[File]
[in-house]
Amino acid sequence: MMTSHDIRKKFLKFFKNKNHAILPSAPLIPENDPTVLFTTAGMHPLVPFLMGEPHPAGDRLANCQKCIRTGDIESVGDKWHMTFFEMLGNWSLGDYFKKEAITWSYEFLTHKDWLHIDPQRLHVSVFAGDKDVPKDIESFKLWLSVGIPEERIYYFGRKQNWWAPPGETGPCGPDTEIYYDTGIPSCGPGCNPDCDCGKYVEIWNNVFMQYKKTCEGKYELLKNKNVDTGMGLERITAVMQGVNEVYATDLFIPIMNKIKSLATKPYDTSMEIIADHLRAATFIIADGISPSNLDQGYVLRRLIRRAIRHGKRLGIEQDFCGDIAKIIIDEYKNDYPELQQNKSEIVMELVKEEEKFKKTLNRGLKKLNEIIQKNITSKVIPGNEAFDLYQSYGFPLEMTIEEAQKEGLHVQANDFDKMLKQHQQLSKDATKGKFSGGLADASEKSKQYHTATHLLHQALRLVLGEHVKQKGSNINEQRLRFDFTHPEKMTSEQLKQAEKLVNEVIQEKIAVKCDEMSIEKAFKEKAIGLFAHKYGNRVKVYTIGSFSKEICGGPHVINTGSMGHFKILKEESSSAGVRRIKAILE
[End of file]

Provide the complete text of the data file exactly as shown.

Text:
[in-house]
Amino acid sequence: MMTSHDIRKKFLKFFKNKNHAILPSAPLIPENDPTVLFTTAGMHPLVPFLMGEPHPAGDRLANCQKCIRTGDIESVGDKWHMTFFEMLGNWSLGDYFKKEAITWSYEFLTHKDWLHIDPQRLHVSVFAGDKDVPKDIESFKLWLSVGIPEERIYYFGRKQNWWAPPGETGPCGPDTEIYYDTGIPSCGPGCNPDCDCGKYVEIWNNVFMQYKKTCEGKYELLKNKNVDTGMGLERITAVMQGVNEVYATDLFIPIMNKIKSLATKPYDTSMEIIADHLRAATFIIADGISPSNLDQGYVLRRLIRRAIRHGKRLGIEQDFCGDIAKIIIDEYKNDYPELQQNKSEIVMELVKEEEKFKKTLNRGLKKLNEIIQKNITSKVIPGNEAFDLYQSYGFPLEMTIEEAQKEGLHVQANDFDKMLKQHQQLSKDATKGKFSGGLADASEKSKQYHTATHLLHQALRLVLGEHVKQKGSNINEQRLRFDFTHPEKMTSEQLKQAEKLVNEVIQEKIAVKCDEMSIEKAFKEKAIGLFAHKYGNRVKVYTIGSFSKEICGGPHVINTGSMGHFKILKEESSSAGVRRIKAILE